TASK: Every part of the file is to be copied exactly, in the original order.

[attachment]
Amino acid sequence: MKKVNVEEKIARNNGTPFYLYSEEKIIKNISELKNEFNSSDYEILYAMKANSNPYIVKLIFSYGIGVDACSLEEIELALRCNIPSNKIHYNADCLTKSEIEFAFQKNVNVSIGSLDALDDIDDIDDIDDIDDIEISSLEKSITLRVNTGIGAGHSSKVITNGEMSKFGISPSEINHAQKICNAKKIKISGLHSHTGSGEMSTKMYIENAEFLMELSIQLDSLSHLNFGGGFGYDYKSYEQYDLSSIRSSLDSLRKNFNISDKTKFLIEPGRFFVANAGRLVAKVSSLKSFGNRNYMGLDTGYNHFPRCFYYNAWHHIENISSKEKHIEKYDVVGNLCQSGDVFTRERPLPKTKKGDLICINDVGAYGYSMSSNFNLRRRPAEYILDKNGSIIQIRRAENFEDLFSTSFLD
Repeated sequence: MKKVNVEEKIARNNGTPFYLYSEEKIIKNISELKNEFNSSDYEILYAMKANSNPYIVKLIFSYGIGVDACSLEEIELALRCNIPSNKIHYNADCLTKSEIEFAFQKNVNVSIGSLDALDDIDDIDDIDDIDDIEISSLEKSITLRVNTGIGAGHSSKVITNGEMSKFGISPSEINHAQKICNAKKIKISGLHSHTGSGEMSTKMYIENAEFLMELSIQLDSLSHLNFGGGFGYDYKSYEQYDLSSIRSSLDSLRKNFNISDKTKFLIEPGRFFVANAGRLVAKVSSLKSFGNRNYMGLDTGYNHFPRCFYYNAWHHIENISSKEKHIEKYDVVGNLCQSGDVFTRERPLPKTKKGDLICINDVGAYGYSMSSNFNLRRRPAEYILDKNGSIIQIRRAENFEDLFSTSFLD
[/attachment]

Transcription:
Amino acid sequence: MKKVNVEEKIARNNGTPFYLYSEEKIIKNISELKNEFNSSDYEILYAMKANSNPYIVKLIFSYGIGVDACSLEEIELALRCNIPSNKIHYNADCLTKSEIEFAFQKNVNVSIGSLDALDDIDDIDDIDDIDDIEISSLEKSITLRVNTGIGAGHSSKVITNGEMSKFGISPSEINHAQKICNAKKIKISGLHSHTGSGEMSTKMYIENAEFLMELSIQLDSLSHLNFGGGFGYDYKSYEQYDLSSIRSSLDSLRKNFNISDKTKFLIEPGRFFVANAGRLVAKVSSLKSFGNRNYMGLDTGYNHFPRCFYYNAWHHIENISSKEKHIEKYDVVGNLCQSGDVFTRERPLPKTKKGDLICINDVGAYGYSMSSNFNLRRRPAEYILDKNGSIIQIRRAENFEDLFSTSFLD
Repeated sequence: MKKVNVEEKIARNNGTPFYLYSEEKIIKNISELKNEFNSSDYEILYAMKANSNPYIVKLIFSYGIGVDACSLEEIELALRCNIPSNKIHYNADCLTKSEIEFAFQKNVNVSIGSLDALDDIDDIDDIDDIDDIEISSLEKSITLRVNTGIGAGHSSKVITNGEMSKFGISPSEINHAQKICNAKKIKISGLHSHTGSGEMSTKMYIENAEFLMELSIQLDSLSHLNFGGGFGYDYKSYEQYDLSSIRSSLDSLRKNFNISDKTKFLIEPGRFFVANAGRLVAKVSSLKSFGNRNYMGLDTGYNHFPRCFYYNAWHHIENISSKEKHIEKYDVVGNLCQSGDVFTRERPLPKTKKGDLICINDVGAYGYSMSSNFNLRRRPAEYILDKNGSIIQIRRAENFEDLFSTSFLD